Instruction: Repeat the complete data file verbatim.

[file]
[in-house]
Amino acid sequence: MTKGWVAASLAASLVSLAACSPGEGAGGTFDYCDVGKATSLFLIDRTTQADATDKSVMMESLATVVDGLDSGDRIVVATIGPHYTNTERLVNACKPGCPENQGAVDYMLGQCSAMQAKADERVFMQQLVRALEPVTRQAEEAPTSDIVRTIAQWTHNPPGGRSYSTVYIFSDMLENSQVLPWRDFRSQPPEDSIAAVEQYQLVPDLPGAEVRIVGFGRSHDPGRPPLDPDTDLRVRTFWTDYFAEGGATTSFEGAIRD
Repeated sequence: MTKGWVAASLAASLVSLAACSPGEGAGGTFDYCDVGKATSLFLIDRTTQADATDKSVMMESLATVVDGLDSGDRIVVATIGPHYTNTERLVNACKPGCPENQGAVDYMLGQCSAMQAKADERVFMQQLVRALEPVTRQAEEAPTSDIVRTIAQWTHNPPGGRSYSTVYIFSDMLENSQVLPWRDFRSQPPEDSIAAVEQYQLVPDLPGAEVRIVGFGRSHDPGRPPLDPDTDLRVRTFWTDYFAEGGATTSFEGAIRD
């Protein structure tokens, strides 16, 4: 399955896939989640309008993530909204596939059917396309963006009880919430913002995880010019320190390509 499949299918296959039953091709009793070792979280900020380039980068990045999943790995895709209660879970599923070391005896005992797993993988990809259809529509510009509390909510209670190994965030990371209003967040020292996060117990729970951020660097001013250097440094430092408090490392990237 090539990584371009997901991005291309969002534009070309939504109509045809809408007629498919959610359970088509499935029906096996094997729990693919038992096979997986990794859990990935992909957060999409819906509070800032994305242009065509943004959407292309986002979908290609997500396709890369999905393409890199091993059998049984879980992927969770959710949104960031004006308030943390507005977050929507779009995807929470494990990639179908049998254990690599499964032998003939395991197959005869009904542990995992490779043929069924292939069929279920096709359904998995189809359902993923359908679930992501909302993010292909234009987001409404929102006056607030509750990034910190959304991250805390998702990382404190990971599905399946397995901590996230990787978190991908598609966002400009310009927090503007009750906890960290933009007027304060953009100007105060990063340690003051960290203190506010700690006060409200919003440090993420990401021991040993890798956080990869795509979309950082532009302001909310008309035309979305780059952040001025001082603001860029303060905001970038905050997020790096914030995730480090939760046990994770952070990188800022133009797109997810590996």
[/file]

[in-house]
Amino acid sequence: MTKGWVAASLAASLVSLAACSPGEGAGGTFDYCDVGKATSLFLIDRTTQADATDKSVMMESLATVVDGLDSGDRIVVATIGPHYTNTERLVNACKPGCPENQGAVDYMLGQCSAMQAKADERVFMQQLVRALEPVTRQAEEAPTSDIVRTIAQWTHNPPGGRSYSTVYIFSDMLENSQVLPWRDFRSQPPEDSIAAVEQYQLVPDLPGAEVRIVGFGRSHDPGRPPLDPDTDLRVRTFWTDYFAEGGATTSFEGAIRD
Repeated sequence: MTKGWVAASLAASLVSLAACSPGEGAGGTFDYCDVGKATSLFLIDRTTQADATDKSVMMESLATVVDGLDSGDRIVVATIGPHYTNTERLVNACKPGCPENQGAVDYMLGQCSAMQAKADERVFMQQLVRALEPVTRQAEEAPTSDIVRTIAQWTHNPPGGRSYSTVYIFSDMLENSQVLPWRDFRSQPPEDSIAAVEQYQLVPDLPGAEVRIVGFGRSHDPGRPPLDPDTDLRVRTFWTDYFAEGGATTSFEGAIRD
């Protein structure tokens, strides 16, 4: 399955896939989640309008993530909204596939059917396309963006009880919430913002995880010019320190390509 499949299918296959039953091709009793070792979280900020380039980068990045999943790995895709209660879970599923070391005896005992797993993988990809259809529509510009509390909510209670190994965030990371209003967040020292996060117990729970951020660097001013250097440094430092408090490392990237 090539990584371009997901991005291309969002534009070309939504109509045809809408007629498919959610359970088509499935029906096996094997729990693919038992096979997986990794859990990935992909957060999409819906509070800032994305242009065509943004959407292309986002979908290609997500396709890369999905393409890199091993059998049984879980992927969770959710949104960031004006308030943390507005977050929507779009995807929470494990990639179908049998254990690599499964032998003939395991197959005869009904542990995992490779043929069924292939069929279920096709359904998995189809359902993923359908679930992501909302993010292909234009987001409404929102006056607030509750990034910190959304991250805390998702990382404190990971599905399946397995901590996230990787978190991908598609966002400009310009927090503007009750906890960290933009007027304060953009100007105060990063340690003051960290203190506010700690006060409200919003440090993420990401021991040993890798956080990869795509979309950082532009302001909310008309035309979305780059952040001025001082603001860029303060905001970038905050997020790096914030995730480090939760046990994770952070990188800022133009797109997810590996």